There has been a sharp downturn in confidence in the housing market, according to the latest ASB Housing Confidence Survey.
The latest survey, covering the three months to July, found that nationally only 13% of respondents thought it was a good time to buy a house, down from 17% in the survey for the three months to April.
Conversely, 33% in the latest survey thought it was a bad time to buy a house compared to 20% in the previous survey.
But the majority, (54%) thought it was neither a good nor bad time to buy or didn't know, down from 63% in the previous survey.
That gave an overall net negative sentiment of -32% across the entire country, down from -3% in the previous survey.
In Auckland people appear even more pessimistic about the market, with a net 32% thinking it was not a good time to buy a house.
The main culprit for the fall in buying confidence appears to be rising prices, with 68% of the survey's respondents expecting house prices to keep rising, up from 59% in the previous survey, while only 7% expect them to fall.
"The sharp drop in sentiment is not much of a surprise when expectations for higher house prices, as well as higher interest rates, picked up over the quarter," ASB said in its commentary on the survey.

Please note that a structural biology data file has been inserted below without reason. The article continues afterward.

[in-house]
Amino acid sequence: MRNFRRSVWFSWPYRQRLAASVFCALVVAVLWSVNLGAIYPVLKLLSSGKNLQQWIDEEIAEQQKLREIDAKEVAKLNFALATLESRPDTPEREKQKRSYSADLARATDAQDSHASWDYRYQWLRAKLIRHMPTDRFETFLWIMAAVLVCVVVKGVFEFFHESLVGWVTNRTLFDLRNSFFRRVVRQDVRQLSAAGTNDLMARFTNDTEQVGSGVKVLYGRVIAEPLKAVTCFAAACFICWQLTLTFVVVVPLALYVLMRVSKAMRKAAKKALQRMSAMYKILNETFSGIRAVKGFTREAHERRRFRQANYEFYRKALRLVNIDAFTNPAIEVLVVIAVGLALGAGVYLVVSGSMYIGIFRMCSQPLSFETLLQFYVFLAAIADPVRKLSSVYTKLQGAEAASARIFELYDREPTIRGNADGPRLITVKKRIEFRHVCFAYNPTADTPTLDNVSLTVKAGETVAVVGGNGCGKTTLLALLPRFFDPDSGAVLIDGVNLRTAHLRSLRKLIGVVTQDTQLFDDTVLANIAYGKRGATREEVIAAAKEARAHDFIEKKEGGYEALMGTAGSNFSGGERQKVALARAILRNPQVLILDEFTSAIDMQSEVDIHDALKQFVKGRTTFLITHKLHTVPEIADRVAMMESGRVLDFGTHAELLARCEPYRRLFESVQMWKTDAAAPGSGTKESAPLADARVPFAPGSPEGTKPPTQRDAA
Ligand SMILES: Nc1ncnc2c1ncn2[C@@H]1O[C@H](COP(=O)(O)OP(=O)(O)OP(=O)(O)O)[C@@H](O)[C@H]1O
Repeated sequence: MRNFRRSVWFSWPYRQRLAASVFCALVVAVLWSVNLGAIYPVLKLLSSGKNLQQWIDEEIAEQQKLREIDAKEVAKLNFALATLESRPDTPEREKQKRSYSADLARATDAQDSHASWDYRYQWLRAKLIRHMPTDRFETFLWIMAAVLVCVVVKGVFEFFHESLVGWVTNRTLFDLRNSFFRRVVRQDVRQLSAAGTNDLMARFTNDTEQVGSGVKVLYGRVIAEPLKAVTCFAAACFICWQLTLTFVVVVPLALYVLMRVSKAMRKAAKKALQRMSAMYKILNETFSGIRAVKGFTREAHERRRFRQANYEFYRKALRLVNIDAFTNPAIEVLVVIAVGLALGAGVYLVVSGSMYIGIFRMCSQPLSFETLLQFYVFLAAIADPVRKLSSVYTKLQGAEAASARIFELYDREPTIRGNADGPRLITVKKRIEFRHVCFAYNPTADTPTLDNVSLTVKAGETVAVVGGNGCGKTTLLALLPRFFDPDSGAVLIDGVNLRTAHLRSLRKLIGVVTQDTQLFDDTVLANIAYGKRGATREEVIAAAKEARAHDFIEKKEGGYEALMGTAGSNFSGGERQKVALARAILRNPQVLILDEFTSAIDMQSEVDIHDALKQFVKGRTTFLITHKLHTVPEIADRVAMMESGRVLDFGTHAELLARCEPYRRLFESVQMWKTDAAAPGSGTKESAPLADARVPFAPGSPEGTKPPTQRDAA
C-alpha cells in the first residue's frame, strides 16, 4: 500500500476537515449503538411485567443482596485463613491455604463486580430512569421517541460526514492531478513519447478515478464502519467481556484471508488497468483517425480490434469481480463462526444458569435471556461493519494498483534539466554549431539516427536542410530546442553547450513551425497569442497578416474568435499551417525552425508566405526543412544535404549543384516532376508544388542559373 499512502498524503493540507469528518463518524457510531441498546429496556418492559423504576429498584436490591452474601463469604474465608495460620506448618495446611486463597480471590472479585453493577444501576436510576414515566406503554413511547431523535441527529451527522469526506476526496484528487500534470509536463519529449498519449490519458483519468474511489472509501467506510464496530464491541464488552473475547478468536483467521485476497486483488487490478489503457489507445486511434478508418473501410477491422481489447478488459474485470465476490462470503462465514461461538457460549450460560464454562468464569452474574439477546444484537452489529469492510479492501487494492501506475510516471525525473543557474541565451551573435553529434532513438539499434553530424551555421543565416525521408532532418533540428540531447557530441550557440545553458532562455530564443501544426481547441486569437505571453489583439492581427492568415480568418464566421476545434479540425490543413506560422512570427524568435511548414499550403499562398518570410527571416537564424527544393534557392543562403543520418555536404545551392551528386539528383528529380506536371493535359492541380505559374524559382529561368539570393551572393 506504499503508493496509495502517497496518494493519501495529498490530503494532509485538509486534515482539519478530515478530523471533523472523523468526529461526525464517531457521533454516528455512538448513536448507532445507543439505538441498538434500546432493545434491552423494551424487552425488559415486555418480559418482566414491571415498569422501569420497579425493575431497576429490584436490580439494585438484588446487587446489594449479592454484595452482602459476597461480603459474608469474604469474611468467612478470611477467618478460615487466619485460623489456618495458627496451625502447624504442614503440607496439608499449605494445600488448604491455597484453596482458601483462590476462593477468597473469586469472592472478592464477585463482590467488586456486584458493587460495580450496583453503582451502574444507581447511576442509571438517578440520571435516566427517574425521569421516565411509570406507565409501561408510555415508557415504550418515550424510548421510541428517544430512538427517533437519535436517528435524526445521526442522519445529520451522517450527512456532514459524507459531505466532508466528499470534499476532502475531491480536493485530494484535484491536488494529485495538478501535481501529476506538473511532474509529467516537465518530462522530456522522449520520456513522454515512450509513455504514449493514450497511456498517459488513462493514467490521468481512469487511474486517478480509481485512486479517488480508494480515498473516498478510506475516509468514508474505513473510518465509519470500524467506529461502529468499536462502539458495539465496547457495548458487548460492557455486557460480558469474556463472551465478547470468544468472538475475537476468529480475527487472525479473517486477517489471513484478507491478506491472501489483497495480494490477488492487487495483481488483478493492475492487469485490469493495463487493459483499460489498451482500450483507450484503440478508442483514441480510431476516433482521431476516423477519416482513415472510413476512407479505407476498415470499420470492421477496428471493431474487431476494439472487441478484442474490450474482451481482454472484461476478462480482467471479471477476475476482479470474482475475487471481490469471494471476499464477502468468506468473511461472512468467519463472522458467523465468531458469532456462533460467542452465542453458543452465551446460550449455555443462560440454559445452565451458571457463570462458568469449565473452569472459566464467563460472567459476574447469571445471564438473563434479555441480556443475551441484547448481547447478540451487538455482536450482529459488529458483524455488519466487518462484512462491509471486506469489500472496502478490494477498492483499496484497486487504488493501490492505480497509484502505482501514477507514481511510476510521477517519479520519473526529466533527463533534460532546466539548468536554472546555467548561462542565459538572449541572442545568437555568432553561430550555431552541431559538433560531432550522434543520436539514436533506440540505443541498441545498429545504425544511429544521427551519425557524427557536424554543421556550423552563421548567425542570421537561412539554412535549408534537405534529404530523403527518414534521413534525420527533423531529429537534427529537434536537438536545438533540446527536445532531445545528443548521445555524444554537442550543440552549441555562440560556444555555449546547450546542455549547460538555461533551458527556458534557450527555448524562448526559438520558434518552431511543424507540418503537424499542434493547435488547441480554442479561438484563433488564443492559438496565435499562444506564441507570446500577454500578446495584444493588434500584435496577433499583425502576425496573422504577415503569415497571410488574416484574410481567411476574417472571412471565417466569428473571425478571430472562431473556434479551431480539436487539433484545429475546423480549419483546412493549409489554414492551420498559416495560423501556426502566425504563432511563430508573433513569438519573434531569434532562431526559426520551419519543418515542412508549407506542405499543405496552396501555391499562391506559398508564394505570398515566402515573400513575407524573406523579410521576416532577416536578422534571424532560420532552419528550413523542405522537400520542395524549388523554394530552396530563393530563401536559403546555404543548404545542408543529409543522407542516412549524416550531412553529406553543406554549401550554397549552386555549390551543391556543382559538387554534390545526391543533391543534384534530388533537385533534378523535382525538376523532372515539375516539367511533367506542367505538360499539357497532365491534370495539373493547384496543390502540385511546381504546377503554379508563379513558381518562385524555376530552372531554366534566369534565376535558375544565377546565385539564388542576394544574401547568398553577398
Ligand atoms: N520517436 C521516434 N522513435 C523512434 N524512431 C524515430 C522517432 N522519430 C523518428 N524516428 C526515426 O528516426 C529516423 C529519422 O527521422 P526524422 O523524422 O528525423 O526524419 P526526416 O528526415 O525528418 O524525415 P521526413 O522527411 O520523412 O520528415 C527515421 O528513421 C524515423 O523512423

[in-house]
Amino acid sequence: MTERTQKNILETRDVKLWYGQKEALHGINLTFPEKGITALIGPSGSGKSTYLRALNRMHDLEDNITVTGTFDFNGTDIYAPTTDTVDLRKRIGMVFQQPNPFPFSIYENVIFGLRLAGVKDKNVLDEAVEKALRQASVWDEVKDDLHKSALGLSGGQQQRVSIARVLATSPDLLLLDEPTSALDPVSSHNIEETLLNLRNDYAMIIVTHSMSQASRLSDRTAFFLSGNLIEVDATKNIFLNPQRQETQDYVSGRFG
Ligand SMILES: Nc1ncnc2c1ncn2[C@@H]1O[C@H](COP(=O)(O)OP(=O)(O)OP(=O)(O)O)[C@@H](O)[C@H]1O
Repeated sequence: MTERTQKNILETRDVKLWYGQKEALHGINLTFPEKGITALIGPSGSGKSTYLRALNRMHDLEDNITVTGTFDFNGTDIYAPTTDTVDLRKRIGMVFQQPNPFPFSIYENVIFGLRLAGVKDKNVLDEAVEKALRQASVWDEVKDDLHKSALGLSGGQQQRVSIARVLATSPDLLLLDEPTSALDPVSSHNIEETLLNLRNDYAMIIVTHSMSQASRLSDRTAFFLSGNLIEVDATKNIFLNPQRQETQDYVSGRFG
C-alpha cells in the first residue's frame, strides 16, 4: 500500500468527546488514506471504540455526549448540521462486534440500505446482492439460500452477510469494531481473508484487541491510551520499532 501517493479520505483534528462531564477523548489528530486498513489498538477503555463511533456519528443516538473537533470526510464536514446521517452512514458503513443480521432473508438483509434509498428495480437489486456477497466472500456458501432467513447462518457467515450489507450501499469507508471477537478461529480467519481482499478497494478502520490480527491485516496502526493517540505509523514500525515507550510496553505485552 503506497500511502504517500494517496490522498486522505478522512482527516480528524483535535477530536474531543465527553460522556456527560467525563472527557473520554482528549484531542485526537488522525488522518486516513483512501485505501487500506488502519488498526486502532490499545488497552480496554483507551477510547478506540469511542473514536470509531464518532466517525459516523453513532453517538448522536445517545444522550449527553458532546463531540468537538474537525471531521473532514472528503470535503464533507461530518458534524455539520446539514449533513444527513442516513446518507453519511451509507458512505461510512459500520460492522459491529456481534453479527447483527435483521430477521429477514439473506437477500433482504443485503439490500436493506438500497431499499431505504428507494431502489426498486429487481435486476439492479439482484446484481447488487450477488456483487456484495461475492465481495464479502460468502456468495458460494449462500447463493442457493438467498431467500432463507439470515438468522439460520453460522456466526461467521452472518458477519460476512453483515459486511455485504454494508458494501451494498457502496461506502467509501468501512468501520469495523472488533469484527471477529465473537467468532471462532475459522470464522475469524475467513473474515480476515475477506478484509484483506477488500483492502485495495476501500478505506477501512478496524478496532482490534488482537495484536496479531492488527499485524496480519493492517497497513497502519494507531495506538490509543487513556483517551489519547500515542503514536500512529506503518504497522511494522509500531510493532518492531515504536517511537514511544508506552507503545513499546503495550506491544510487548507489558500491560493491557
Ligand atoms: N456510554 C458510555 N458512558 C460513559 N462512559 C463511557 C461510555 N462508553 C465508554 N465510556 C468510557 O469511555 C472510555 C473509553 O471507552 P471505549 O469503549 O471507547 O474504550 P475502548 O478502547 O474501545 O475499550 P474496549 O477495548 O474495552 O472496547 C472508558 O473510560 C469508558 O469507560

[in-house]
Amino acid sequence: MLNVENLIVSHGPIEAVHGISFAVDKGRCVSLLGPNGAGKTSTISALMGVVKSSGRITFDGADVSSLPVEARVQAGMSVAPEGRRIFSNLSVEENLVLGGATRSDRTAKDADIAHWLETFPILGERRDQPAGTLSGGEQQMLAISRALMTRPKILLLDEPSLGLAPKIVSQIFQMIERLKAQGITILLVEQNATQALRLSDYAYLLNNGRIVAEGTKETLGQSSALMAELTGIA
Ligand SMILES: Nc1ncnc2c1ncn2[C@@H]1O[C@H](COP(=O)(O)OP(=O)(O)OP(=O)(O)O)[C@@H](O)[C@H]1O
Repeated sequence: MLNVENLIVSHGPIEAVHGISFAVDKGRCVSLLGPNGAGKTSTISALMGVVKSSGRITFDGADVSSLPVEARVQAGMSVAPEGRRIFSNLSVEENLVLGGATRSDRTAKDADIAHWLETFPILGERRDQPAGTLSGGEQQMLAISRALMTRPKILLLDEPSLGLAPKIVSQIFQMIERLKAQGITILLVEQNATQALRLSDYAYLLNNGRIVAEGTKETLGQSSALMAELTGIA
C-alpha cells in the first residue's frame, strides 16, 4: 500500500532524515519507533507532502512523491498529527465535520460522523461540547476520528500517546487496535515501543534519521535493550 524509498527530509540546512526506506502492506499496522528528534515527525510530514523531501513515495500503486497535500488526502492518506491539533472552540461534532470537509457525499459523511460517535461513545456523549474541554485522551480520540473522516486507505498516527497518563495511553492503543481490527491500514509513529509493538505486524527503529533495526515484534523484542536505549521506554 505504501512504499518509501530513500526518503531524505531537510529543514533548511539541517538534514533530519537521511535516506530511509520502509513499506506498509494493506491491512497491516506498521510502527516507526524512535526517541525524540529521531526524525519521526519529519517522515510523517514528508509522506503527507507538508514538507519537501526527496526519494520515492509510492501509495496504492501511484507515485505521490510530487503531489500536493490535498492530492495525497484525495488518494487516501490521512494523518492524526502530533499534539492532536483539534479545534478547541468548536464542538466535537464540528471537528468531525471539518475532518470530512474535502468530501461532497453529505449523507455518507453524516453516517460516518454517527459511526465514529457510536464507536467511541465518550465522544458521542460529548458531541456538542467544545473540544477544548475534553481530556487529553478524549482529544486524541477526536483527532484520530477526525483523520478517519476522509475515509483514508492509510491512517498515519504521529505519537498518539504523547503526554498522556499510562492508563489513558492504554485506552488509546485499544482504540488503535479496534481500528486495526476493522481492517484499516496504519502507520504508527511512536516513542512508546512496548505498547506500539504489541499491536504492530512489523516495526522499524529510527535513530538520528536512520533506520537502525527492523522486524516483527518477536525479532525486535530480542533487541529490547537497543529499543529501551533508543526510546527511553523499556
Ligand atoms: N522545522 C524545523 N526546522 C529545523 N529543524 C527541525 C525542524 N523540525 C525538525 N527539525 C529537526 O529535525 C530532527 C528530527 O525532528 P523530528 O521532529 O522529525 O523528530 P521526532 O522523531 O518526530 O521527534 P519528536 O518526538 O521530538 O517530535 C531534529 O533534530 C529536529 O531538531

"Sentiment has fallen sharply across the country as respondents appear to be wary about possible increases in debt servicing costs."
ASB also expects that housing confidence could become even more negative as the year progresses.
"The announcement of further investor loan-to-value restrictions by the RBNZ from October 1 could see sentiment move lower again this year," ASB said.
"The requirement for investors around the country to have a 40% deposit will undoubtedly knock investor confidence.
"However, if the new restrictions slow market activity and house price growth, potential first home buyers might look more favourably on the housing market."
To read ASB's full commentary on the survey results, click on the following link:
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